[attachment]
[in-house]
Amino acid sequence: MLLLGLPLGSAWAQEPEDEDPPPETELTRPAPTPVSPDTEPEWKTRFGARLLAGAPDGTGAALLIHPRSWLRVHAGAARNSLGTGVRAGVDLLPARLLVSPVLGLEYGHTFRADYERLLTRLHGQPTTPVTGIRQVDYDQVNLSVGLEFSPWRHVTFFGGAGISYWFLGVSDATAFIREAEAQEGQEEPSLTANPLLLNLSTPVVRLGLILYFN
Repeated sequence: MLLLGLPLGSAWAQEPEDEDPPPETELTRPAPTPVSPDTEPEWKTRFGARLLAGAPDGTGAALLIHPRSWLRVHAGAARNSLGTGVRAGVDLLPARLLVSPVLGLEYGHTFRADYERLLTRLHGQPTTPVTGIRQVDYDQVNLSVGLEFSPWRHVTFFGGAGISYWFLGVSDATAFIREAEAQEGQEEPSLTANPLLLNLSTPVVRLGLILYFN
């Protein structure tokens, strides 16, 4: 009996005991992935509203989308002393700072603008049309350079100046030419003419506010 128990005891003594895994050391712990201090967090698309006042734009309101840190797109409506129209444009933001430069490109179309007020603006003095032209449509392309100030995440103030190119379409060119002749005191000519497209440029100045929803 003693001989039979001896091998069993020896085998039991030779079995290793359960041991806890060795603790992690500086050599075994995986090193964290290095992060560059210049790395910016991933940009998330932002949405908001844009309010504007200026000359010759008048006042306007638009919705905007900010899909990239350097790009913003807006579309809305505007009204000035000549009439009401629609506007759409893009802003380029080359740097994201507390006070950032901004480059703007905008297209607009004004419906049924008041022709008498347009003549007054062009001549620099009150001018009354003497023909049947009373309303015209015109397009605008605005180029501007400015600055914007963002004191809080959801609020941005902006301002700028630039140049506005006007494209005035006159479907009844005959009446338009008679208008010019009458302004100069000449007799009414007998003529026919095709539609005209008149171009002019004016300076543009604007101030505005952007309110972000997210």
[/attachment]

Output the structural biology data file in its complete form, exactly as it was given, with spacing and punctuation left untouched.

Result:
[in-house]
Amino acid sequence: MLLLGLPLGSAWAQEPEDEDPPPETELTRPAPTPVSPDTEPEWKTRFGARLLAGAPDGTGAALLIHPRSWLRVHAGAARNSLGTGVRAGVDLLPARLLVSPVLGLEYGHTFRADYERLLTRLHGQPTTPVTGIRQVDYDQVNLSVGLEFSPWRHVTFFGGAGISYWFLGVSDATAFIREAEAQEGQEEPSLTANPLLLNLSTPVVRLGLILYFN
Repeated sequence: MLLLGLPLGSAWAQEPEDEDPPPETELTRPAPTPVSPDTEPEWKTRFGARLLAGAPDGTGAALLIHPRSWLRVHAGAARNSLGTGVRAGVDLLPARLLVSPVLGLEYGHTFRADYERLLTRLHGQPTTPVTGIRQVDYDQVNLSVGLEFSPWRHVTFFGGAGISYWFLGVSDATAFIREAEAQEGQEEPSLTANPLLLNLSTPVVRLGLILYFN
């Protein structure tokens, strides 16, 4: 009996005991992935509203989308002393700072603008049309350079100046030419003419506010 128990005891003594895994050391712990201090967090698309006042734009309101840190797109409506129209444009933001430069490109179309007020603006003095032209449509392309100030995440103030190119379409060119002749005191000519497209440029100045929803 003693001989039979001896091998069993020896085998039991030779079995290793359960041991806890060795603790992690500086050599075994995986090193964290290095992060560059210049790395910016991933940009998330932002949405908001844009309010504007200026000359010759008048006042306007638009919705905007900010899909990239350097790009913003807006579309809305505007009204000035000549009439009401629609506007759409893009802003380029080359740097994201507390006070950032901004480059703007905008297209607009004004419906049924008041022709008498347009003549007054062009001549620099009150001018009354003497023909049947009373309303015209015109397009605008605005180029501007400015600055914007963002004191809080959801609020941005902006301002700028630039140049506005006007494209005035006159479907009844005959009446338009008679208008010019009458302004100069000449007799009414007998003529026919095709539609005209008149171009002019004016300076543009604007101030505005952007309110972000997210």